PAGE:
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Vermont Beekeepers AssociationSince 1886 the VBA has promoted the general welfare of Vermont's Honey Industry, while sustaining a friendly body of unity among the state's beekeepers.  

The Vermont Beekeepers Association, a 501(c)(3) nonprofit organization, represents hundreds of beekeepers that raise bees for the love and honey. We’re as diverse as the 246 towns in Vermont, but are unified in our fascination with and affection for bees. Most of us are hobbyists, but there are some “side liners” who try to make a bit of extra income from their 25-200 hives as well as a handful of full-time professionals. Join Today!


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Too Many Queens?

on .

William Lesko writes:

On a routine check of a hive with two brood boxes and no evidence of preswarm activity a queen was spotted on frame two. With good brood pattern and on frame three another queen. What would you do?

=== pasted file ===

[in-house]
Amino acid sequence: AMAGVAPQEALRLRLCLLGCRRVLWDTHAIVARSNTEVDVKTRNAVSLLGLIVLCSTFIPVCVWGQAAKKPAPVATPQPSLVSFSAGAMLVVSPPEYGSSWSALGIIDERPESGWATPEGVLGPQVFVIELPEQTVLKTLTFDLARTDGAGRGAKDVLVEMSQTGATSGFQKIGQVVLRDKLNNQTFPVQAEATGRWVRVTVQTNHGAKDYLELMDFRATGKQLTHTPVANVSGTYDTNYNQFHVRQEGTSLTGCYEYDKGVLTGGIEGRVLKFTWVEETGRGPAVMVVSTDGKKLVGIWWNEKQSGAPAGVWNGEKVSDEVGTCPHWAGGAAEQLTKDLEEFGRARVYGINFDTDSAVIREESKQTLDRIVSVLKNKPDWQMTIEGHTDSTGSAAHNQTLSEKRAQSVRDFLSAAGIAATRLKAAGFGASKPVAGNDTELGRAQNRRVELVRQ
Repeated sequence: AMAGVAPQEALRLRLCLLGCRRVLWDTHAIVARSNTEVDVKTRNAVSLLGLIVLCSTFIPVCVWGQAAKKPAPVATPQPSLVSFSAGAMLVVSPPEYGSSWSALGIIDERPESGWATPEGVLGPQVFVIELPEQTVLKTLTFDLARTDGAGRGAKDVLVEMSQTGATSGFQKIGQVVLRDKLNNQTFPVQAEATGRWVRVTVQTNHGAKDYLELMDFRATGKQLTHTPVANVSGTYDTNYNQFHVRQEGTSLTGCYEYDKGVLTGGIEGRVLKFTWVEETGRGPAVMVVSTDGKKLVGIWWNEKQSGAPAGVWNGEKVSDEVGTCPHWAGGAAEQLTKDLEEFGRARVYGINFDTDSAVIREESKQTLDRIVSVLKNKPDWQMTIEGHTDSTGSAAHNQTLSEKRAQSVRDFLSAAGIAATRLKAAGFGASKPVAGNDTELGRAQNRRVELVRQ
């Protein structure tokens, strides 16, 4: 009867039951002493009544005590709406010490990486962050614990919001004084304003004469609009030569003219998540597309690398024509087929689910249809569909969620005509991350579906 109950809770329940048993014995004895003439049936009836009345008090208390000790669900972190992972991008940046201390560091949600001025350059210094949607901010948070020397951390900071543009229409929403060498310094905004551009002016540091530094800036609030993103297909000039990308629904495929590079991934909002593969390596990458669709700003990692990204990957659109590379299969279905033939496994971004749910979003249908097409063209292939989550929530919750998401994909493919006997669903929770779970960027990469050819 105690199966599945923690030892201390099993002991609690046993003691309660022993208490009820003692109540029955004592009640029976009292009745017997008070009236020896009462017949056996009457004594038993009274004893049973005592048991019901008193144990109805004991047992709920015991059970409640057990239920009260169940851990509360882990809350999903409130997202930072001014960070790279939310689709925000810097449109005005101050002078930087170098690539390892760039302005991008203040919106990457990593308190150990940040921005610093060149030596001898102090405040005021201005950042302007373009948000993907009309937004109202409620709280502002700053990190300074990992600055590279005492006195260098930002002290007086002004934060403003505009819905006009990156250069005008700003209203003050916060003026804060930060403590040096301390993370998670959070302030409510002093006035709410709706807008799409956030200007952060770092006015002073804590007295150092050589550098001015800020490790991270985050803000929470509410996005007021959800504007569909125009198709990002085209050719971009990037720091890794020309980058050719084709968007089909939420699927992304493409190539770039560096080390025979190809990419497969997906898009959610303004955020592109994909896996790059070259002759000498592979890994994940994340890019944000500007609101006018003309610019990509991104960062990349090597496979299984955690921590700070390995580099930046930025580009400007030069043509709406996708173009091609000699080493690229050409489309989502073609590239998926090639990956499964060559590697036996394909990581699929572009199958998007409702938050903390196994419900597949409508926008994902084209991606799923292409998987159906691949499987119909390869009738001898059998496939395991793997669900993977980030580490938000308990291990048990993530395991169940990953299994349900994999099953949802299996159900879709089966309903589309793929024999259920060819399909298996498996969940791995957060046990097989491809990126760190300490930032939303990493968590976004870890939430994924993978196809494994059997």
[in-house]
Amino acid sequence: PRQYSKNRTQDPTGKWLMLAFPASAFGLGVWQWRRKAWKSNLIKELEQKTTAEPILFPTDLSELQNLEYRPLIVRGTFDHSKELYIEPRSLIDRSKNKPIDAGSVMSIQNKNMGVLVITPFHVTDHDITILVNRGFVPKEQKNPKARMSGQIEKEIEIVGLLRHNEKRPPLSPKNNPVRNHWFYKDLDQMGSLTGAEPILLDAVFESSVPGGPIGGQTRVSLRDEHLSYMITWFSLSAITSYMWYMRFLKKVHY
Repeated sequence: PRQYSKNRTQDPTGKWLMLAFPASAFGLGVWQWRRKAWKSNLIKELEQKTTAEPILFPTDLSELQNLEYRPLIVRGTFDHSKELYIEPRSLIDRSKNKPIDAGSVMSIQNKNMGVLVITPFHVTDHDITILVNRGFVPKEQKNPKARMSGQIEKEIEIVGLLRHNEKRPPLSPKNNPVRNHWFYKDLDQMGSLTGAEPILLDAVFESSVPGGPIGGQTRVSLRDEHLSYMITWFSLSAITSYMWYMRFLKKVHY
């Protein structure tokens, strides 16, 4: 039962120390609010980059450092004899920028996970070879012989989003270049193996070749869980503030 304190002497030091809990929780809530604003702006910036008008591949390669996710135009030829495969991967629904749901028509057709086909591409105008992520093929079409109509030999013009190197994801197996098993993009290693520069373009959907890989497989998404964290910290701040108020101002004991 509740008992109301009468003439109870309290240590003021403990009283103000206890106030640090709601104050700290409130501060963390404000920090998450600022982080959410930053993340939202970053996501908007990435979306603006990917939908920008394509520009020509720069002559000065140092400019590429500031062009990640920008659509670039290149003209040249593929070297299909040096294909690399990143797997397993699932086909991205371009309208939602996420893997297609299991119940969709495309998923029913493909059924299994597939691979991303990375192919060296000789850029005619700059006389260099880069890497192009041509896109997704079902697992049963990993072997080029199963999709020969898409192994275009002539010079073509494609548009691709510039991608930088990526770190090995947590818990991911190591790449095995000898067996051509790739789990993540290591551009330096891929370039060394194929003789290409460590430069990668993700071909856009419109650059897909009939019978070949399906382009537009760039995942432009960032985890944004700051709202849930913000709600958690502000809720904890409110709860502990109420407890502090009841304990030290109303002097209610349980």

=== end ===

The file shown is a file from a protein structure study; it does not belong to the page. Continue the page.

You have a colony that has superceded their queen, and both mother and daughter remain in the hive. Although we are told that each of our honeybee colonies has only one queen, colonies with multiple queens isn't a rare event.

In 2004 I requeened 50 colonies by making a nucleus colony from each top brood box, and installing a caged queen. Three weeks later, the old queen was removed and the nuc was united with the now queenless parent colony. Of those 50 colonies, 17, or 30% had multiple queens. Think of it. 30%. What does that mean when re-queen a honeybee colony? When removing the old queen in preparation for re-queening, don't stop searching once you've found the first queen.

So now that you have a multiple queen colony what should you do? Nothing. The bees will sort things out.

- Mike